Before you hire your first full-time employee, you may prefer to test the employer waters by hiring part-time help. If so, now is a great time to get started. According to Challenger Gray, the forecast for holiday hiring is excellent. Hiring part-time workers now means getting a head start for the New Year, so here’s how to make sure you hire right.
First, make sure you are ready. Do you have the office space needed for part-time help? Do you have the right equipment or do you need to lease (or buy) another computer or other tools? Go over the numbers with your accountant and make sure you’ve weighed the option of using an independent contractor instead. You won’t have the same control over the employee as you would a part-timer, but your expenses could be less.
Once you’ve definitely decided to hire a part-time worker, visit online sites such as Glassdoor or Elance. If you need a specialized skill set, you can also check SpareHire, an online marketplace where small business owners can get help with specialized analytical work, such as fundraising, strategizing, financial modeling and more.
Know the Rules
Most states define part-time employees as those who work less than 35 hours per week. Typically, part-time workers are paid an hourly wage. Since they are employees, not freelancers, they must comply with your company’s policies. Part-time employees generally receive limited or no company benefits, such as health benefits, vacation and sick time, paid holidays and unemployment compensation, among others, unless required by state labor laws and/or company policies. However, part-time employees are protected under the Fair Labor Standards Act and OSHA’s safety and health policies related to work-related injuries, illnesses and occupational fatalities. Finally, part-time employees who work 1,000 hours or more during a calendar year may be eligible for retirement benefits.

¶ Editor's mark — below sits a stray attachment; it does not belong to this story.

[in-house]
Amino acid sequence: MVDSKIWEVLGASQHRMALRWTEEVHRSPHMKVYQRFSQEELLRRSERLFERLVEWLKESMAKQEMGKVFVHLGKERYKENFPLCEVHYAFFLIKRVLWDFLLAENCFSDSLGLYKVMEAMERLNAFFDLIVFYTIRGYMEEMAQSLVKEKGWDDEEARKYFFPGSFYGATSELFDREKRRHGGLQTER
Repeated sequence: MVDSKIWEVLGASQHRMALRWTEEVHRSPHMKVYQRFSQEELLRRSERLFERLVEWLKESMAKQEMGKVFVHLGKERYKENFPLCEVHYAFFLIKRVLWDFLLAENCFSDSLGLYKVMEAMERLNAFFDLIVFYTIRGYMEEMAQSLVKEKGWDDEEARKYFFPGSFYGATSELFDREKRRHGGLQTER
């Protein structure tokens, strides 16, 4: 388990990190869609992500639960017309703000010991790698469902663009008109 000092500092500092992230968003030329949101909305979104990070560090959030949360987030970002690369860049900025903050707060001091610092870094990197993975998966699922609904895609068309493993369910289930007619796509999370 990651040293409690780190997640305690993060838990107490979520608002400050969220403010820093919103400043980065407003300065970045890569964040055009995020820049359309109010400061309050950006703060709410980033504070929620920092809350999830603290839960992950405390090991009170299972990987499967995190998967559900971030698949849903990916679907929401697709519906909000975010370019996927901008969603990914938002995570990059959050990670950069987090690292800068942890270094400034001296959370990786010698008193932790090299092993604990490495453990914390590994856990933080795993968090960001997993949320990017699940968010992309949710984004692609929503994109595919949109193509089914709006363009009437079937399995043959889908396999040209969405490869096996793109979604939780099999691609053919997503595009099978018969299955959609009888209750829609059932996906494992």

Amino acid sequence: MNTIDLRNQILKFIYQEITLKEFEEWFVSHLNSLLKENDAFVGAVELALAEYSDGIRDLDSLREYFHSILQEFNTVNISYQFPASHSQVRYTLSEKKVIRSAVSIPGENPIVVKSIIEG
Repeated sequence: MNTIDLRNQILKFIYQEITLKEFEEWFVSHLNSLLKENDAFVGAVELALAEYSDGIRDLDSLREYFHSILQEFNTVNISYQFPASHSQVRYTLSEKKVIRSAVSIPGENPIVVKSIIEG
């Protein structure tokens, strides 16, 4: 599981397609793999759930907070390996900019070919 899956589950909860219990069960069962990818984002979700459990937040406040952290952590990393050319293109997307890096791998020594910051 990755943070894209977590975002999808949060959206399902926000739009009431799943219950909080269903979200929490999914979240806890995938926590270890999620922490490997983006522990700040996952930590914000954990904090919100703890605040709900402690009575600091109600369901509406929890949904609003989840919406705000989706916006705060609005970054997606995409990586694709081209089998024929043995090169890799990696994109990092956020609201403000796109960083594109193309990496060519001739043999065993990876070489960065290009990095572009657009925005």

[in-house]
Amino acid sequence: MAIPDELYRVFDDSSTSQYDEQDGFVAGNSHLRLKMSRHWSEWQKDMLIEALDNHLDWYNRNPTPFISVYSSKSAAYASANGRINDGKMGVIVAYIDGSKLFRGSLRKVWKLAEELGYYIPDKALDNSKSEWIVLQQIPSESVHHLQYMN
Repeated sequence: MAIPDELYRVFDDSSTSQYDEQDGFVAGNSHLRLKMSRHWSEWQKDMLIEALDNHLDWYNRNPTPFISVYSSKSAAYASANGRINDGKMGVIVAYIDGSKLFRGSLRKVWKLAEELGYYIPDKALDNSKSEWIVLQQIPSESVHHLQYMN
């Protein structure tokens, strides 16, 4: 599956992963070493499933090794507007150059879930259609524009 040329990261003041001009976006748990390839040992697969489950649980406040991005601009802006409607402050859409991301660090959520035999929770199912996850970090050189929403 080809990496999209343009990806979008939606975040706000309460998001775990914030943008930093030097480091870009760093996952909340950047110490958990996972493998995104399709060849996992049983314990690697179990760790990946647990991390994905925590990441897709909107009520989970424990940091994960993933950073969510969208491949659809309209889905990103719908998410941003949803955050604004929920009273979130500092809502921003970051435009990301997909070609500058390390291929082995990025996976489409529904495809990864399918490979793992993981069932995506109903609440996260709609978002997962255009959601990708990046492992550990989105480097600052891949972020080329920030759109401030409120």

Make sure you post your part-time job opening on all your social media platforms, in case one of your followers has a good lead for you. LinkedIn is especially suited for finding workers.
Don’t rule out retired seniors or stay-at-home moms looking for part-time work. Often, you can find part-timers in these demographics with a lot of experience, eager to work a few hours a week. Make sure you’re clear about your expectations as far as hours and commitment to the job.
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